Posts Tagged ‘N95 masks’


Photo: Brian Kaiser
N95 masks and other personal protective equipment (PPE) are collected daily from hospitals, fire departments, etc., for eight hours of decontamination with hydrogen peroxide vapor at Battelle. The PPE is then put in individual bags marked with how many times they have been disinfected.

It’s scary to read that doctors are having to reuse N95 masks, but it turns out that if the masks have been steamed in hydrogen peroxide vapor for eight hours, they can be reused safely up to 20 times. How can we get this service for everyone?

Tiffany Hsu has the story at the New York Times, “Inside the rural Ohio labs run by Battelle, a nonprofit research and development firm, … employees have spent the recent weeks decontaminating over 30,000 used face masks for doctors and nurses on the front lines of the coronavirus pandemic.

“Each day, N95 masks collected from more than 100 hospitals, clinics, fire departments and nursing homes are treated for hours with a hydrogen peroxide vapor. Once cleaned, the masks are sent back to the same facilities to be reused.

“A severe shortage of personal protective equipment has left hospitals desperate as the outbreak continues to spread. …

“For Battelle, which usually develops products across a range of disciplines, from robotics to oil drilling, the decontamination project is an attempt to extend the lives of masks that already exist.

“Late last month, Battelle was granted emergency authorization by the Food and Drug Administration to expand its decontamination efforts. … Its process, what they call the Critical Care Decontamination System, will eventually be able to clean 80,000 masks a day per site, and [each] mask can be cleaned up to 20 times before losing effectiveness.

“Hundreds of employees are involved, and thousands more are being hired, with many going through training to set up decontamination sites on Long Island and in Seattle, Boston, Washington, D.C., and elsewhere. For now, the bulk of the operations are happening roughly 20 miles west of downtown Columbus.

“Like many efforts underway, Battelle’s project was barely an idea three weeks ago. The company had used vaporized hydrogen peroxide to sterilize sensitive equipment for years. But to develop a large-scale decontamination process, the logistics were hurriedly sketched out on a conference room table by a handful of experts and executives.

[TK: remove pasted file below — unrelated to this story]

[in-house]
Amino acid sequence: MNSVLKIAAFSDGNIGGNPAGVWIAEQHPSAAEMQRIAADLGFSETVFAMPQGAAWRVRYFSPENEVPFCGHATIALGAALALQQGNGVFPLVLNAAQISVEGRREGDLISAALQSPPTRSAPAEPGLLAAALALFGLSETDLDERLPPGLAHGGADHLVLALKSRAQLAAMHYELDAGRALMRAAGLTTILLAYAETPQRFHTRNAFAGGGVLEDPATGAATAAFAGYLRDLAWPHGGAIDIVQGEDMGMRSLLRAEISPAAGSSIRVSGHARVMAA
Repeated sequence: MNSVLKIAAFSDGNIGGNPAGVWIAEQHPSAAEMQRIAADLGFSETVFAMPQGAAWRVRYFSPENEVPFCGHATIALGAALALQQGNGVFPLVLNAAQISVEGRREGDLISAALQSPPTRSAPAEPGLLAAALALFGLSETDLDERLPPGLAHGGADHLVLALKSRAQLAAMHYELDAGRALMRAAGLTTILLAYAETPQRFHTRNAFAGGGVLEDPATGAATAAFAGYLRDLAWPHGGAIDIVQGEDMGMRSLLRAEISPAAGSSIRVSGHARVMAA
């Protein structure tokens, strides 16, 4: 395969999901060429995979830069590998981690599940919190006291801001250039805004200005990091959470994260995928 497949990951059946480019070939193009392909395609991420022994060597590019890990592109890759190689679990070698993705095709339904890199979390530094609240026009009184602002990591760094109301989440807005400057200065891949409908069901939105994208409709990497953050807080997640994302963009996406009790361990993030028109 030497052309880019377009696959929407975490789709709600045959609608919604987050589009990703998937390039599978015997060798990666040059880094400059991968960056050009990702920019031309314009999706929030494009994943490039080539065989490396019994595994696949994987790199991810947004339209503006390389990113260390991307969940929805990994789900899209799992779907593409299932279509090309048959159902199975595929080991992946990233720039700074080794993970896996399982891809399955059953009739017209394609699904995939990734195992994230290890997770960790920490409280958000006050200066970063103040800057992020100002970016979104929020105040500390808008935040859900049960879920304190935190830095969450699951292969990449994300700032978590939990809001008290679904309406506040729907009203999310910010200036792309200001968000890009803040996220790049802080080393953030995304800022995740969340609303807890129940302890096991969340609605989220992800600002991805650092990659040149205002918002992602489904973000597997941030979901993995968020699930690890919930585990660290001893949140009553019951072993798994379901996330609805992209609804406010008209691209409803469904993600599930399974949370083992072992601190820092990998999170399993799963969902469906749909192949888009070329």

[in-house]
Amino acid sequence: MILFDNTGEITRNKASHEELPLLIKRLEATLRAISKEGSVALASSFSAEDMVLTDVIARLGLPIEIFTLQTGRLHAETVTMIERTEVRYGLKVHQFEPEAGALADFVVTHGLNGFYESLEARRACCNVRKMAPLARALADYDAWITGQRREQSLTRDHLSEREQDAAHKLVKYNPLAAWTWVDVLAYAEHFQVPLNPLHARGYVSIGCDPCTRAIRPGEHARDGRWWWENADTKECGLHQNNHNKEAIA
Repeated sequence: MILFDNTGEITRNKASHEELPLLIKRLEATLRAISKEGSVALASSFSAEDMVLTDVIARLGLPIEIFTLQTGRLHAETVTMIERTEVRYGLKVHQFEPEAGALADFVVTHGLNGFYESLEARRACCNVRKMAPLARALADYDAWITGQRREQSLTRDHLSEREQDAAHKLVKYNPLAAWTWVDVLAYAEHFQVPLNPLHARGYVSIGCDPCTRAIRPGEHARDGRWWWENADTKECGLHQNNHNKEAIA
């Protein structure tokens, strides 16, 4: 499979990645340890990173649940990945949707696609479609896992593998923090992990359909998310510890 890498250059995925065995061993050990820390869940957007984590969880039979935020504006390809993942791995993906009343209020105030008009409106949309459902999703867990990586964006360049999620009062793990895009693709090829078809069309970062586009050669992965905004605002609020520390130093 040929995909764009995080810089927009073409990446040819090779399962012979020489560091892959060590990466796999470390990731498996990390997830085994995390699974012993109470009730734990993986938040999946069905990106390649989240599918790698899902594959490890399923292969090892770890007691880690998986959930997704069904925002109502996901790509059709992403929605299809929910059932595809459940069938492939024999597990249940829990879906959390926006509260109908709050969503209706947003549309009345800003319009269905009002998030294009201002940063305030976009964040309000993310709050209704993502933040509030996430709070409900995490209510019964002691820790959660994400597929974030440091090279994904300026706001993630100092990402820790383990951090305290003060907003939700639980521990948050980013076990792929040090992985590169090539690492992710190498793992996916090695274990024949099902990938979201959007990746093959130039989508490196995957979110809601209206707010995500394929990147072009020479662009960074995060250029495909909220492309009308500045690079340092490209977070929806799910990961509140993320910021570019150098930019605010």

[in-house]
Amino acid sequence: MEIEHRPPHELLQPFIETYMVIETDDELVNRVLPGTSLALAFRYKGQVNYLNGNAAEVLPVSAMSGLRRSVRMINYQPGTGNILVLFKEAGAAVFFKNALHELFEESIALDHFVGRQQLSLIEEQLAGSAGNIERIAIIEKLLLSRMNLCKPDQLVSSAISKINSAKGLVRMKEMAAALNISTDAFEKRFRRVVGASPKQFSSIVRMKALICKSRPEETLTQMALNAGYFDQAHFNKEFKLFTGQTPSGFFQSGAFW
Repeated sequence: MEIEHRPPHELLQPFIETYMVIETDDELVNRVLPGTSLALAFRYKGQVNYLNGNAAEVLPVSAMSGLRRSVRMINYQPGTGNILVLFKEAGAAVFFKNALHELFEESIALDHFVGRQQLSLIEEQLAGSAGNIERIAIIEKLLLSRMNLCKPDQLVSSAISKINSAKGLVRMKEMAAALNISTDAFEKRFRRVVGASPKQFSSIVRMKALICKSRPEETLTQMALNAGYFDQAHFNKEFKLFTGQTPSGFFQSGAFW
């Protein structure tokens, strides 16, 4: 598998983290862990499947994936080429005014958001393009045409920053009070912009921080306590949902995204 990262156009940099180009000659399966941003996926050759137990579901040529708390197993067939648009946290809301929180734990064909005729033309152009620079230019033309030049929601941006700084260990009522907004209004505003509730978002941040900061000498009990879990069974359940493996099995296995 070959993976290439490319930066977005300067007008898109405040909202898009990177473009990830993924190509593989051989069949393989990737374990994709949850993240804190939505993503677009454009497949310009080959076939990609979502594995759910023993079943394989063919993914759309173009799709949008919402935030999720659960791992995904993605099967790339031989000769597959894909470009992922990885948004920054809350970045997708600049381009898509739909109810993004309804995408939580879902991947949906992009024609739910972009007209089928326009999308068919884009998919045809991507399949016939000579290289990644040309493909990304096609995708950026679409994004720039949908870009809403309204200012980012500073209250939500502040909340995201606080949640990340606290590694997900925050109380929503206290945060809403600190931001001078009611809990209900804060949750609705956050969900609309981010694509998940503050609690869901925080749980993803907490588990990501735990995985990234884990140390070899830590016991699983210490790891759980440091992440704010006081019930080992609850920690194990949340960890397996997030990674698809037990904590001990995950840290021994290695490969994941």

“Battelle’s West Jefferson [Ohio] site has since received scores of face coverings, double-bagged and stored in boxes marked with biohazard symbols. Health care networks like OhioHealth and Mercy Health are delivering their used masks by trained couriers. Recently, the chief of a local fire department dropped off masks in person. …

“Preparing newly arrived masks for decontamination requires small teams of workers in the tents, each wearing black rubber boots, two layers of gloves, surgical scrubs, a lab coat and a portable, powered air purifying respirator attached to a belt that blows filtered air into a closed hood over the worker’s head.

“Each mask is inspected before it is processed; roughly 10 percent are soiled or broken and cannot be decontaminated, according to [Kevin Sayers, who is helping to oversee the West Jefferson operation]. ‘We’re seeing a lot of masks right now that have makeup on them,’ he said.

“When ready to be decontaminated, the masks are brought inside a 1,000-cubic-foot chamber. Inside the decontamination chamber, the teams position the masks, in batches of 5,000 per cycle, on wire shelves affixed to the chamber’s metal walls, taking care to avoid overlapping.

The workers then exit the chamber, spraying themselves with a 70-percent alcohol solution. The precaution requires a gallon of alcohol each day.

Read about the rest of the process at the New York Times, here.

Oct. 8, 2020. Uh-oh. This post needs an update as the FDA has now condemned the business for not considering problems like allergies. Read this.

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